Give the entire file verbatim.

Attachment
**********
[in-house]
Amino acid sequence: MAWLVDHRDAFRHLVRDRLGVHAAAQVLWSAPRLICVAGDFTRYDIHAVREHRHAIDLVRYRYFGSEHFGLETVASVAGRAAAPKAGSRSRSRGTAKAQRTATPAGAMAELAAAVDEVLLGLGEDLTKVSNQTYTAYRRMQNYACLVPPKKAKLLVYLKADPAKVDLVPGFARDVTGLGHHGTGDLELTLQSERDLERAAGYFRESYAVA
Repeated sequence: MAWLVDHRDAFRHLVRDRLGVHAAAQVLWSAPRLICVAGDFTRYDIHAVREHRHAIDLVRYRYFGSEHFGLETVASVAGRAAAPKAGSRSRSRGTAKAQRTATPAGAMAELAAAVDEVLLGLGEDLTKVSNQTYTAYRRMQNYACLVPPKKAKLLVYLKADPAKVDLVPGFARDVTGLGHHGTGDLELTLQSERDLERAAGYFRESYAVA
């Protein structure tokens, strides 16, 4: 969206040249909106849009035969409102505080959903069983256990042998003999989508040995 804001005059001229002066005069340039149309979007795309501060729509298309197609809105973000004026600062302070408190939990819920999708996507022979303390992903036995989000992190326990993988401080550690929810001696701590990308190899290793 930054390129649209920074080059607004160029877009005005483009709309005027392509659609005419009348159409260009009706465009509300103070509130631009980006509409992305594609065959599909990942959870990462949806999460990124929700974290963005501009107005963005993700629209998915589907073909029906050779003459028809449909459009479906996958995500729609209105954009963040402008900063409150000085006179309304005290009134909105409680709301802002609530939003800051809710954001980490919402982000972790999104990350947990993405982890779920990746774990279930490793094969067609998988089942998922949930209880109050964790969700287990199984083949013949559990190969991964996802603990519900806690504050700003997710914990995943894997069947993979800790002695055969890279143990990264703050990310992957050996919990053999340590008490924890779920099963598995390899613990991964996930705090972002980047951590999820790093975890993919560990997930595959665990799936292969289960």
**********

[in-house]
Amino acid sequence: MAWLVDHRDAFRHLVRDRLGVHAAAQVLWSAPRLICVAGDFTRYDIHAVREHRHAIDLVRYRYFGSEHFGLETVASVAGRAAAPKAGSRSRSRGTAKAQRTATPAGAMAELAAAVDEVLLGLGEDLTKVSNQTYTAYRRMQNYACLVPPKKAKLLVYLKADPAKVDLVPGFARDVTGLGHHGTGDLELTLQSERDLERAAGYFRESYAVA
Repeated sequence: MAWLVDHRDAFRHLVRDRLGVHAAAQVLWSAPRLICVAGDFTRYDIHAVREHRHAIDLVRYRYFGSEHFGLETVASVAGRAAAPKAGSRSRSRGTAKAQRTATPAGAMAELAAAVDEVLLGLGEDLTKVSNQTYTAYRRMQNYACLVPPKKAKLLVYLKADPAKVDLVPGFARDVTGLGHHGTGDLELTLQSERDLERAAGYFRESYAVA
């Protein structure tokens, strides 16, 4: 969206040249909106849009035969409102505080959903069983256990042998003999989508040995 804001005059001229002066005069340039149309979007795309501060729509298309197609809105973000004026600062302070408190939990819920999708996507022979303390992903036995989000992190326990993988401080550690929810001696701590990308190899290793 930054390129649209920074080059607004160029877009005005483009709309005027392509659609005419009348159409260009009706465009509300103070509130631009980006509409992305594609065959599909990942959870990462949806999460990124929700974290963005501009107005963005993700629209998915589907073909029906050779003459028809449909459009479906996958995500729609209105954009963040402008900063409150000085006179309304005290009134909105409680709301802002609530939003800051809710954001980490919402982000972790999104990350947990993405982890779920990746774990279930490793094969067609998988089942998922949930209880109050964790969700287990199984083949013949559990190969991964996802603990519900806690504050700003997710914990995943894997069947993979800790002695055969890279143990990264703050990310992957050996919990053999340590008490924890779920099963598995390899613990991964996930705090972002980047951590999820790093975890993919560990997930595959665990799936292969289960």